In Kentucky…

July 27th, 2010

Allow me to defend myself in the ‘lay vs. lie’ debate. I am from Kentucky, and I miss my home more than words can properly express. Since I am unable at this time (or ever, probably) to live in that blessed place there are things I do/say to try and keep my home alive in my heart:

Watching UK Basketball.

Saying ‘fixin’ when getting ready to do something. I.e., ‘I’m fixin to mow the grass.’

Going to church every Sunday. OK, I’m a minister, and my dad is a minister, so maybe this doesn’t count as a KY thing, but in KY everyone goes to church every Sunday.

Taking time in doing things. People move to fast in Pittsburgh. Y’all need to slow down and enjoy life.

Related to the above, being laid back about things. Just relax, it’s going to be OK.

Saying y’all. We’re one up on you crazies up here. Y’uns makes no sense whatsoever.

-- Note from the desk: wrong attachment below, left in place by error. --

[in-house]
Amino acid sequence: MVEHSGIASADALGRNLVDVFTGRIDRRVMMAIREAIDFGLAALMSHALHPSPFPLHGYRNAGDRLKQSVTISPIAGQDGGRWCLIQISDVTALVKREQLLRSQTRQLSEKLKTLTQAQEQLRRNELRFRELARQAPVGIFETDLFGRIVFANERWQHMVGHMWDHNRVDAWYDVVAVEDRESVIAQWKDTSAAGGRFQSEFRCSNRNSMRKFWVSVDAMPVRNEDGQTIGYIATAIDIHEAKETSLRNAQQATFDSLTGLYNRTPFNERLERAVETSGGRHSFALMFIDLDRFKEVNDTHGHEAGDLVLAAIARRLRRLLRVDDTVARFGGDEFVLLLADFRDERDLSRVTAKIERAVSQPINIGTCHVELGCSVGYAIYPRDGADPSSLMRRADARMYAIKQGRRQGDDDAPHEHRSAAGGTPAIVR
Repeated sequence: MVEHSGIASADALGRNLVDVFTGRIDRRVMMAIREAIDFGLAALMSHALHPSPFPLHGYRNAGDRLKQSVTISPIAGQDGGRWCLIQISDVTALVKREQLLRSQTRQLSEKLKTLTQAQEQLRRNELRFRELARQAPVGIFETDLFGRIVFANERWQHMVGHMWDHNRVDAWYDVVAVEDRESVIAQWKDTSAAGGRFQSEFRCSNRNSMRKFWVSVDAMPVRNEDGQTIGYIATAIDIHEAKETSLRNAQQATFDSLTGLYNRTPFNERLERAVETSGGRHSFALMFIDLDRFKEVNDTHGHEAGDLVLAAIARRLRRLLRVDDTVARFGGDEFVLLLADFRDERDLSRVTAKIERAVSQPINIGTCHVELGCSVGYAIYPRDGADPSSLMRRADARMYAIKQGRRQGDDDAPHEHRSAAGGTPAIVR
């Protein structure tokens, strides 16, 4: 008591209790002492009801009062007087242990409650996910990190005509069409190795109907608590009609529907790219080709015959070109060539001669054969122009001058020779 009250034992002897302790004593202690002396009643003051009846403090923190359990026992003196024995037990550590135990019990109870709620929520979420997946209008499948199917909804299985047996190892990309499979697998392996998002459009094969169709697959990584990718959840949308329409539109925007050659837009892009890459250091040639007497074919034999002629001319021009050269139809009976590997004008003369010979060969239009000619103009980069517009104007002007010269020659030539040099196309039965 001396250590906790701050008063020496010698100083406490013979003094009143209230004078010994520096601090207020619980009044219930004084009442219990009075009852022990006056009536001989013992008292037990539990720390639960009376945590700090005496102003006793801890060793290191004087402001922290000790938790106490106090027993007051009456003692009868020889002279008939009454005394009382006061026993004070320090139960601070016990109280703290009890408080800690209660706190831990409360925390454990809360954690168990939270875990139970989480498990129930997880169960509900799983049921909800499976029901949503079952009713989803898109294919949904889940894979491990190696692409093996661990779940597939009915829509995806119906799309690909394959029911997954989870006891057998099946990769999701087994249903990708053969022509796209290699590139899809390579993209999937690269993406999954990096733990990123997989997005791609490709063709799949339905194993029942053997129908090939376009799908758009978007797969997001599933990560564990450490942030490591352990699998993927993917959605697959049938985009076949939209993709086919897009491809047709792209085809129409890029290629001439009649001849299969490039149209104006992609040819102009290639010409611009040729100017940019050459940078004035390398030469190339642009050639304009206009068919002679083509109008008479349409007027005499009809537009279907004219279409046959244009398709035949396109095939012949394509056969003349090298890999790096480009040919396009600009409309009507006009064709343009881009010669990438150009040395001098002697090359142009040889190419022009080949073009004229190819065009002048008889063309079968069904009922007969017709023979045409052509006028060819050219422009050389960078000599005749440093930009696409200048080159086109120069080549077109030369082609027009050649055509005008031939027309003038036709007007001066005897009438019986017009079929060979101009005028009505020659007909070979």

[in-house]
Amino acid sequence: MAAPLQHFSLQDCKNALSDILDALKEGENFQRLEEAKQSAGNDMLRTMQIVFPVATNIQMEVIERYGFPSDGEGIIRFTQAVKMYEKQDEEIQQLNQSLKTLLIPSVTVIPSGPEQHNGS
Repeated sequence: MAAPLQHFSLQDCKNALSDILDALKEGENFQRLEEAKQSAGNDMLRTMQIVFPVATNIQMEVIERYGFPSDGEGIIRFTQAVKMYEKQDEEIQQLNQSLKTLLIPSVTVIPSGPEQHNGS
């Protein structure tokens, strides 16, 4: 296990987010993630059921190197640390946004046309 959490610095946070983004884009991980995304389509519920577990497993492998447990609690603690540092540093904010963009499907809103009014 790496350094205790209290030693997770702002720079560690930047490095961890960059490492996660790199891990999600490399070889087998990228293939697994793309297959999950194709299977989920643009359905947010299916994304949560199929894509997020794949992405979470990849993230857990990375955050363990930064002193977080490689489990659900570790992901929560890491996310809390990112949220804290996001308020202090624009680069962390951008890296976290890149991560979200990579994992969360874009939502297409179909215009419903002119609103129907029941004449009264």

Saying ‘lay down.’

In Kentucky life is different. We do not get caught up in things that, in the grand scheme of things do not matter. There are more important things in life, and we choose to focus on those, things that make us happy.

I may say the wrong word, but my blood pressure does not shoot up when the rules of grammar are not followed. Who is better off at the end of the day? Besides, when Jesus comes back, and he will, he is not going to care about ‘lay vs. lie.’

Josh

< PS–Kate has a habit of ending her sentences with prepositions, so I guess we’re even in the end.

4 responses to “In Kentucky…”

  1. Kate says:

    I don't know what you're talking about.

  2. LissaRae84 says:

    And let's not forget our favorite Southern expression: "If ya don't care to" :-)

  3. Kate says:

    Oh! That one kills me. I am still learning that when you say "I don't care to go to a movie" it means you DO want to go. It makes no sense to me.

  4. G'Mom says:

    Kate's grandmother was an English teacher – and expected everyone to use proper grammar. And if they didn't, she would correct them – including family, friends, and complete strangers.

    I'm pretty sure that is an inherited trait – passed on to me, and to Kate. We certainly wouldn't want to break with tradition with Miss Mouse – would we?

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